The Science History Institute holds copyright to the FLOWTRAN System Collection. The researcher assumes full responsibility for all copyright, property, and libel laws as they apply.
Arranged alphabetically by subject, this series contains manuals for the use of FLOWTRAN. A large majority of the materials in this series were printed by Monsanto. A single manual printed by the University of Concepción in Chile is also preserved.
A majority of the manuals concern specific components of FLOWTRAN, including, but not limited to, the cost block, physical property (PROPTY), and vapor-liquid equilibrium (VLE) functions. Manuals concerning more general matters pertaining to FLOWTRAN, including operation and programming, are found here as well.
Arranged alphabetically by subject, this series contains instructional materials, which were used in workshops to train Monsanto and non-Monsanto personnel in the use of FLOWTRAN. A large majority of the materials in this series were created by Monsanto. A single publication printed by the CACHE/FLOWTRAN Project is also preserved here.
Five of the files in this series contain instructional binders, the contents of which consist of a variety of photocopied materials, including handouts, computer printouts, illustrations, graphs, abstracts, articles, papers, and handwritten notes. Four files containing stand alone instructional publications are found in this series as well.
Arranged numerically by volume number, this series contains Monsanto's FLOWTRAN documentation update binders. The files in this series contain original examples of updated FLOWTRAN technical documents printed by Monsanto and distributed to its staff and outside customers. The materials in this series document the technical evolution of FLOWTRAN between 1966 and 1993. It also documents Monsanto's efforts to keep its FLOWTRAN technical documents up to date. The contents of the Documentation Update Binders consist of manuals, manual pages, user abstracts, and bulletins.
Robert H. Cavett was a Monsanto chemical engineer who played a key role in the development of FLOWTRAN. His most notable contribution to FLOWTRAN was advocating for the use of sequential modular ("building block") architecture, which became the basis of the simulator system's design.
In January 1976, Cavett suffered a massive cerebral hemorrhage, which rendered him unable to work and classified as "permanently disabled". Between 1980 and 1985, Monsanto employed Cavett as a "test case" in a new plan to rehabilitate injured employees and return them to the workforce, which was overseen by Edward M. Rosen. Cavett recovered and eventually earned a Ph.D. in chemical engineering from Arizona State University in 1993. He was also the first recipient of the American Institute of Chemical Engineers' CAST Division Award (1987).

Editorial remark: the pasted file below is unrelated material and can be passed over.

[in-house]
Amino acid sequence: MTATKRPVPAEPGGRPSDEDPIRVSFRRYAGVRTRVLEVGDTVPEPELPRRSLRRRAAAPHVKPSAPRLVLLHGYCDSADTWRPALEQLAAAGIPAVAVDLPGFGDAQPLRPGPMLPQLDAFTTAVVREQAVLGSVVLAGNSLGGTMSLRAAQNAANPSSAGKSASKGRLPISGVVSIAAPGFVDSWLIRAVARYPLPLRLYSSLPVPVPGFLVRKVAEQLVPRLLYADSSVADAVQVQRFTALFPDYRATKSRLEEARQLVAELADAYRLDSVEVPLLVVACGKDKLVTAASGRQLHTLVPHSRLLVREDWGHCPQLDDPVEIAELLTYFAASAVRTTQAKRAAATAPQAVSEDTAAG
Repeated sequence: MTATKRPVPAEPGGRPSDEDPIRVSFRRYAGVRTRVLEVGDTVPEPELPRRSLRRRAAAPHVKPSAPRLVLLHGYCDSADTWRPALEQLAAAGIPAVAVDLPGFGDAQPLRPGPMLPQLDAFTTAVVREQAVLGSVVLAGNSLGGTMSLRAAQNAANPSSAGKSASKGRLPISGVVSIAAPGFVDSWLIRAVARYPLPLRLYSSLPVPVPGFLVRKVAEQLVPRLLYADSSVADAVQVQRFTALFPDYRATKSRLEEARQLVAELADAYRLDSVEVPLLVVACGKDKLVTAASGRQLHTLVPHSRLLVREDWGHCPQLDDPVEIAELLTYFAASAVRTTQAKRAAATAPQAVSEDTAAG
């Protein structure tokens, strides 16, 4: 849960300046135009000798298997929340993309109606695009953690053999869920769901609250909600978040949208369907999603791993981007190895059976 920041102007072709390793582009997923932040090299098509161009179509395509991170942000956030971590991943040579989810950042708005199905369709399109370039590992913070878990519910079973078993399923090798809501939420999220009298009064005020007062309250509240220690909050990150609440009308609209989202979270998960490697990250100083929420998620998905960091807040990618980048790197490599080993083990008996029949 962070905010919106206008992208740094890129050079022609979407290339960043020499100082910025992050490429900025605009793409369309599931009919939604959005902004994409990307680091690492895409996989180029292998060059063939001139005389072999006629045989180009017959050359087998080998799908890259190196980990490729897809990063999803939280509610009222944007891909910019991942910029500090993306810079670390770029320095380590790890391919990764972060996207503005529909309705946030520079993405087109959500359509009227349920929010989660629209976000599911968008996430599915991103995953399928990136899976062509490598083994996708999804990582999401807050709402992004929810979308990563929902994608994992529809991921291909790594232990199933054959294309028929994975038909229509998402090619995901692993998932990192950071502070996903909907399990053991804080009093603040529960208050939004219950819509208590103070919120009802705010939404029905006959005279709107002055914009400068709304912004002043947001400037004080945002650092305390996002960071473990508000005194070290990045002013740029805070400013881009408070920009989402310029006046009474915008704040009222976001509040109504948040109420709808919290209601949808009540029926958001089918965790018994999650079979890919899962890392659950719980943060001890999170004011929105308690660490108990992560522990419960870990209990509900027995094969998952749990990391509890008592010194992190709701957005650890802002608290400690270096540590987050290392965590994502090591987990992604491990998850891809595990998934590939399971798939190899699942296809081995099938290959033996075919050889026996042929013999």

Arranged alphabetically by subject, this series contains Monsanto's files regarding Robert H. Cavett. Cavett's recovery program with Monsanto and his successful pursuit of a Ph.D. are documented in this series. Materials regarding his work on FLOWTRAN during the 1970s are also found here.
The contents of the Robert H. Cavett Files consist mainly of correspondence and reports. A handful of publications written by Cavett, photocopied papers, photocopied articles, and CAST Division Award applications are preserved in these files as well.
Arranged alphabetically by subject, this series contains Monsanto files regarding FLOWTRAN that do not readily fit elsewhere in the collection. The files in this series concern a small number of subjects, including, but not limited to, advertising, marketing, and Monsanto's decision to close down FLOWTRAN.
The contents of the Miscellaneous files consist of a variety of materials. Correspondence, articles, papers, and reports are the most common materials in this series. Smaller, but noticeable amounts of notes, legal documents, and user abstracts are also preserved in this series. Small amounts of press releases, bulletins, and computer punch cards are found here as well.
Arranged alphabetically by subject, this series is an addenda to the FLOWTRAN System Collection that was donated to the Science History Institute (formerly the Chemical History Foundation) in June 2016. It documents Monsanto's participation in the ASPEN Project, a joint venture with the Massachusetts Institute of Technology and the U.S. Energy Research and Development Corporation. It also documents the early activities of Aspen Technology, Incorporated, a provider of software and services to the chemical industry that was spun off the ASPEN Project in 1981.
The contents of this series consist of a variety of materials. Publications make up the largest portion of this series. A noticeable amount of correspondence, legal documents, reports, and papers are also found in this series. Newsletters, a, participant list, a bibliography, a staff list, a web page printout, and a photocopied article are preserved here as well.